The town officials in Braunau, Austria have a bit of a problem. They have a pretty Renaissance home with “location, location, location” but also history, history, history. The picturesque corner home happens to be the birthplace of Adolph Hitler and the town is exploring ways to preventing it from continuing to draw neo-Nazis as a type of fascist heritage tour.
The town has reportedly been in a continuing dispute with the woman who owns the house over its use. Officials have complained about a steady stream of visitors who treat the place like a shrine to the dead mass murderer.
Interior Ministry spokesman Karl-Heinz Grundboeck said his ministry is looking into expropriating the house if the owner refuses to sell it to the government. (The Interior Ministry has rented the house for years to sublet to various charity organizations but it has fallen into disrepair). The owner has refused to allow another charity to be moved into the home because of the proposed renovations planned for the house.
Notably, a Russian parliamentarian wanted to buy the house to raze it but the Renaissance-era building is under historical protection.
The use of eminent domain is interesting in this context. While obviously we cannot apply the same standards used under the Fifth Amendment in the United States, historical homes can be acquired for such a purpose and an owner forced to accept the government compensation. It is rare however to see such a use to prevent an owner from using property in a way that the government dislikes. In this case, the owner insists that she is trying to preserve the house rather than allow the government to destroy it through modern renovations. So the eminent domain is not being used to preserve a historical site as much as to guarantee that it not be used as an attraction due to its historical significance.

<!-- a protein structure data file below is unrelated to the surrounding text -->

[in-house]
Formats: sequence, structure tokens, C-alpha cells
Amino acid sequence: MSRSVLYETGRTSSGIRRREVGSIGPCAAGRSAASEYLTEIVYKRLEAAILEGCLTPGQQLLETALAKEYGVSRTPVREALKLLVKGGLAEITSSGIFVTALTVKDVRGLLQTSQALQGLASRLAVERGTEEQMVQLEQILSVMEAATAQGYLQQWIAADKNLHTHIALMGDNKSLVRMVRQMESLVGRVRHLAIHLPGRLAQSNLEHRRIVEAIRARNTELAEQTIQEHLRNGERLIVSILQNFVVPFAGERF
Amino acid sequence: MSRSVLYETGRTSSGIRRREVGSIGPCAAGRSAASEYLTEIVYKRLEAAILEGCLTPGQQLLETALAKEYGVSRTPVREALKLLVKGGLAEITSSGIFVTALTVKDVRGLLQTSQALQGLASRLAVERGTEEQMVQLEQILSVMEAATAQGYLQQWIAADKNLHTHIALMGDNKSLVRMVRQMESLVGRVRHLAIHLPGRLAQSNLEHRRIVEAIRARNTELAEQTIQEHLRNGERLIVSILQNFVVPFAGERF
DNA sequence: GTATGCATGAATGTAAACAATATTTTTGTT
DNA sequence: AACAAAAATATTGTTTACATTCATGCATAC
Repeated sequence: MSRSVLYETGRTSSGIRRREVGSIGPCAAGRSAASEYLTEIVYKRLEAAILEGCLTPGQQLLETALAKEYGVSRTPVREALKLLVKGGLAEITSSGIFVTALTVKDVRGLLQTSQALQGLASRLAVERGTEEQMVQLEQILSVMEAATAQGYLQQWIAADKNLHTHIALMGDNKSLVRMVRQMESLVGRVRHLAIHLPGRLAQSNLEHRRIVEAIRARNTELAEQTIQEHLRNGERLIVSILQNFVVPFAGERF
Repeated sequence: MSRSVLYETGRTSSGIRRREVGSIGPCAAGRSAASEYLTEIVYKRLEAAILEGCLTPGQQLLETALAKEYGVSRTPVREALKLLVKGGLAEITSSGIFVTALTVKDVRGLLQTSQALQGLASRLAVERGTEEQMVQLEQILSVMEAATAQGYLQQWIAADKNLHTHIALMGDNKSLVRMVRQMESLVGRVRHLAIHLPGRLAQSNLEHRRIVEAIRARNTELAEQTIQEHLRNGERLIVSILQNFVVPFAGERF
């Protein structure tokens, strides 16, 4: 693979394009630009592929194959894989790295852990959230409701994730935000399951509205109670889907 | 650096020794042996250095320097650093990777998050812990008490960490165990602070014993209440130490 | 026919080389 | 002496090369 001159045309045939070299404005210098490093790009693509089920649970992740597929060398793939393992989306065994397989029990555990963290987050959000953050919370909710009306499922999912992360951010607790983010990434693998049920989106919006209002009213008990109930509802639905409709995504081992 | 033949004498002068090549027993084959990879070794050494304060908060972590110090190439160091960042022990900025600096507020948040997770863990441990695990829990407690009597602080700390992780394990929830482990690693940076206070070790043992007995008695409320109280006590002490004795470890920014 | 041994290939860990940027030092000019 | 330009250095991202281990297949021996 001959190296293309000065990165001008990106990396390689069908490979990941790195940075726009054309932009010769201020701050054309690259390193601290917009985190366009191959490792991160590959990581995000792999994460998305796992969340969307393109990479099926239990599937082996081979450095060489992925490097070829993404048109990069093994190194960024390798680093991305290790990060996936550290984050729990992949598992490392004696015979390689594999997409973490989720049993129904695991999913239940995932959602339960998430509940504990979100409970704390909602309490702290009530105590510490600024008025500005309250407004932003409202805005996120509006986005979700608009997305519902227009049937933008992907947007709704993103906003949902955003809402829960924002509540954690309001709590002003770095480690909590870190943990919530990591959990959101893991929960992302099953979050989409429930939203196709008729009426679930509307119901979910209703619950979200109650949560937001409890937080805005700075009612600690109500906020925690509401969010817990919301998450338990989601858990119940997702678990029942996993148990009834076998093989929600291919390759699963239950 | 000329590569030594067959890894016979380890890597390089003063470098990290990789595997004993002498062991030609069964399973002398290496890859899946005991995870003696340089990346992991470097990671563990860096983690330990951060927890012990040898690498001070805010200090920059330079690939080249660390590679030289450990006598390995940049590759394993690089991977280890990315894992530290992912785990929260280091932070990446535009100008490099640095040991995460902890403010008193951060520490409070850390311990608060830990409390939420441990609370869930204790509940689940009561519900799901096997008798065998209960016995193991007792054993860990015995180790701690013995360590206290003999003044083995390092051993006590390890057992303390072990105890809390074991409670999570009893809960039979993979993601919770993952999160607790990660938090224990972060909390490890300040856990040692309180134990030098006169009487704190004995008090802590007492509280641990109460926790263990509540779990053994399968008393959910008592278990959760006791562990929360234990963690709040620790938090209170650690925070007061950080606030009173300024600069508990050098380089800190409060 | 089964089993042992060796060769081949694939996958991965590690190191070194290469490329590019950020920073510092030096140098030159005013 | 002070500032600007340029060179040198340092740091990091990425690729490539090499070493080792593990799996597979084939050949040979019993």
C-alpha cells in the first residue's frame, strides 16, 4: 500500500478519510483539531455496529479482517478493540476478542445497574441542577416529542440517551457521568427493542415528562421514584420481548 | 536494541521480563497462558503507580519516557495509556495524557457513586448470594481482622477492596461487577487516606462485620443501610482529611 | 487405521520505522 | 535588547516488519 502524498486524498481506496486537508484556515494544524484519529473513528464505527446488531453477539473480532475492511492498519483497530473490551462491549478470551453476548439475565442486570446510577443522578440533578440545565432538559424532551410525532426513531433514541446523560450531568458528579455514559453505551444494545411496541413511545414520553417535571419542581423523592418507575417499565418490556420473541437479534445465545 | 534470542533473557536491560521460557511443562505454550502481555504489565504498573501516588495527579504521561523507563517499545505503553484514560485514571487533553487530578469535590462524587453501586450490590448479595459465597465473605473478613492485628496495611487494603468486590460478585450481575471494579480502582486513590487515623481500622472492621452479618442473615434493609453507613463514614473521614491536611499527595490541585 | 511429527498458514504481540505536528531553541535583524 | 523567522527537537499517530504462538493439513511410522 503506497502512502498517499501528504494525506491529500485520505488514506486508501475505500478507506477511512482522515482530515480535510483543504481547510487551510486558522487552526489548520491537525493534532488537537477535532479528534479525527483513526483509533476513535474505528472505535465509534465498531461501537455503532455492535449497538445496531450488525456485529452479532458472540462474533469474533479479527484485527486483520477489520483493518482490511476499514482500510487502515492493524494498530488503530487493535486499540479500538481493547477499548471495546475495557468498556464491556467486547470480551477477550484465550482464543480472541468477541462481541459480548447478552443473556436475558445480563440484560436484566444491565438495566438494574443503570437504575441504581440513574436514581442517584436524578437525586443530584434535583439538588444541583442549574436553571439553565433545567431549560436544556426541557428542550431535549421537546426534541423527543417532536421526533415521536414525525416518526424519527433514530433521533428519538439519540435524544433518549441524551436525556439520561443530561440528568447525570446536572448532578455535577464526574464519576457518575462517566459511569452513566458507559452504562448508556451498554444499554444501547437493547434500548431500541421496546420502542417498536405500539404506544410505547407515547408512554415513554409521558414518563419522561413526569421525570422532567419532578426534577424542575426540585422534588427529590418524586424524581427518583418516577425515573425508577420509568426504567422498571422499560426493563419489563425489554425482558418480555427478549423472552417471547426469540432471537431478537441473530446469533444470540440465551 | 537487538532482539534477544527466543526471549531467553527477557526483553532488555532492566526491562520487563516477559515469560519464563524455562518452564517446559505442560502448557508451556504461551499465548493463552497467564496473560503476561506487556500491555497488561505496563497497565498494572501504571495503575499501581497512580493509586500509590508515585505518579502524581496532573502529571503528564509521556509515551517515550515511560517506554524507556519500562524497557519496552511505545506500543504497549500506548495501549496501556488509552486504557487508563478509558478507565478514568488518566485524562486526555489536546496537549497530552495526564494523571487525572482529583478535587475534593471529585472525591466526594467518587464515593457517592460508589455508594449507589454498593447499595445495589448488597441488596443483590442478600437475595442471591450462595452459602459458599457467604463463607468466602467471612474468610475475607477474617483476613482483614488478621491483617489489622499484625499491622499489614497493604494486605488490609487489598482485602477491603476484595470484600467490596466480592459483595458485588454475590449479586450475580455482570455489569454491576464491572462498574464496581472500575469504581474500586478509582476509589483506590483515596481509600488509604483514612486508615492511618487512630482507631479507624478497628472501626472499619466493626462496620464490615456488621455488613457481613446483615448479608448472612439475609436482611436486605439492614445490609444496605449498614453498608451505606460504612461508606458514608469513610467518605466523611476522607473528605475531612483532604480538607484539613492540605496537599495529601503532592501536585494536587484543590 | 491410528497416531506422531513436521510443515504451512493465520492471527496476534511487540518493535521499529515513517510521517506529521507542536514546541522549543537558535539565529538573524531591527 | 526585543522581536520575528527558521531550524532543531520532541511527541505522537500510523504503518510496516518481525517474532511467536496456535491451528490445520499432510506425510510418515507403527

Of course, our own takings jurisprudence has experienced some relatively recent upheavals. Many of us expressed outrage at the actions of the city leaders of New London, Connecticut when they used eminent domain to seize the property of citizens against their will in order to give it to the Pfizer corporation. This anger grew with the inexplicable decision of the Supreme Court in Kelo v. City of New London to uphold the abusive action. Now, after all of the pain the city caused its own residents and $80 million it spent to buy and bulldoze the property, Pfizer later announced that it was closing the facility — leaving the city worse off than when it began. For prior testimony on the Kelo decision, click here.
The concept of eminent domain to deter the use of a home as a historical site is something new. The home appears protected due to its age rather than its most famous occupant. It appears that the government is likely to force the sale and the renovations as planned.